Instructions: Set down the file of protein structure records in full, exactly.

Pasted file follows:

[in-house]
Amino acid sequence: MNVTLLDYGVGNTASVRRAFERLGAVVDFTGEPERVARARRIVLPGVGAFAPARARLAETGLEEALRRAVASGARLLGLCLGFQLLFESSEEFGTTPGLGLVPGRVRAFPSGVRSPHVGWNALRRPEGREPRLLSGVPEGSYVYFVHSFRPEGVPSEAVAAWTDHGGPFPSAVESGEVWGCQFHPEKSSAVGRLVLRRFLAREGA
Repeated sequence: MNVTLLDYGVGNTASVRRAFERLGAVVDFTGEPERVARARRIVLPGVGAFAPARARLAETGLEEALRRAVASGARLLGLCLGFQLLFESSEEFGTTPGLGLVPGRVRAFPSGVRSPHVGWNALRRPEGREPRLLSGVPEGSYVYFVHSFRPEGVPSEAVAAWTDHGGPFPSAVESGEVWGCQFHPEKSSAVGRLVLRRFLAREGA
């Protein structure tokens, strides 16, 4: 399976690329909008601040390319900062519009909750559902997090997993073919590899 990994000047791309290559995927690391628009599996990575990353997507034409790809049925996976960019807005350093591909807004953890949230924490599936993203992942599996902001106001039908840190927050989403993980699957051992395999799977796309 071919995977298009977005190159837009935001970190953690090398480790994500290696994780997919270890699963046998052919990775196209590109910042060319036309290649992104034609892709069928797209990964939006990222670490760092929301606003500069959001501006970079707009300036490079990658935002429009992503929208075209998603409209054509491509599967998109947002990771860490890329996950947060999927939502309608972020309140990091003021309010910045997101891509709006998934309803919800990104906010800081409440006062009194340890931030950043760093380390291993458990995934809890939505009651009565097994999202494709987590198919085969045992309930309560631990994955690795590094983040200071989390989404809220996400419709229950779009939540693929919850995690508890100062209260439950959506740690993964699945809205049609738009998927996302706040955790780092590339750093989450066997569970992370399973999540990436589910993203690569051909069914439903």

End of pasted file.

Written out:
[in-house]
Amino acid sequence: MNVTLLDYGVGNTASVRRAFERLGAVVDFTGEPERVARARRIVLPGVGAFAPARARLAETGLEEALRRAVASGARLLGLCLGFQLLFESSEEFGTTPGLGLVPGRVRAFPSGVRSPHVGWNALRRPEGREPRLLSGVPEGSYVYFVHSFRPEGVPSEAVAAWTDHGGPFPSAVESGEVWGCQFHPEKSSAVGRLVLRRFLAREGA
Repeated sequence: MNVTLLDYGVGNTASVRRAFERLGAVVDFTGEPERVARARRIVLPGVGAFAPARARLAETGLEEALRRAVASGARLLGLCLGFQLLFESSEEFGTTPGLGLVPGRVRAFPSGVRSPHVGWNALRRPEGREPRLLSGVPEGSYVYFVHSFRPEGVPSEAVAAWTDHGGPFPSAVESGEVWGCQFHPEKSSAVGRLVLRRFLAREGA
């Protein structure tokens, strides 16, 4: 399976690329909008601040390319900062519009909750559902997090997993073919590899 990994000047791309290559995927690391628009599996990575990353997507034409790809049925996976960019807005350093591909807004953890949230924490599936993203992942599996902001106001039908840190927050989403993980699957051992395999799977796309 071919995977298009977005190159837009935001970190953690090398480790994500290696994780997919270890699963046998052919990775196209590109910042060319036309290649992104034609892709069928797209990964939006990222670490760092929301606003500069959001501006970079707009300036490079990658935002429009992503929208075209998603409209054509491509599967998109947002990771860490890329996950947060999927939502309608972020309140990091003021309010910045997101891509709006998934309803919800990104906010800081409440006062009194340890931030950043760093380390291993458990995934809890939505009651009565097994999202494709987590198919085969045992309930309560631990994955690795590094983040200071989390989404809220996400419709229950779009939540693929919850995690508890100062209260439950959506740690993964699945809205049609738009998927996302706040955790780092590339750093989450066997569970992370399973999540990436589910993203690569051909069914439903």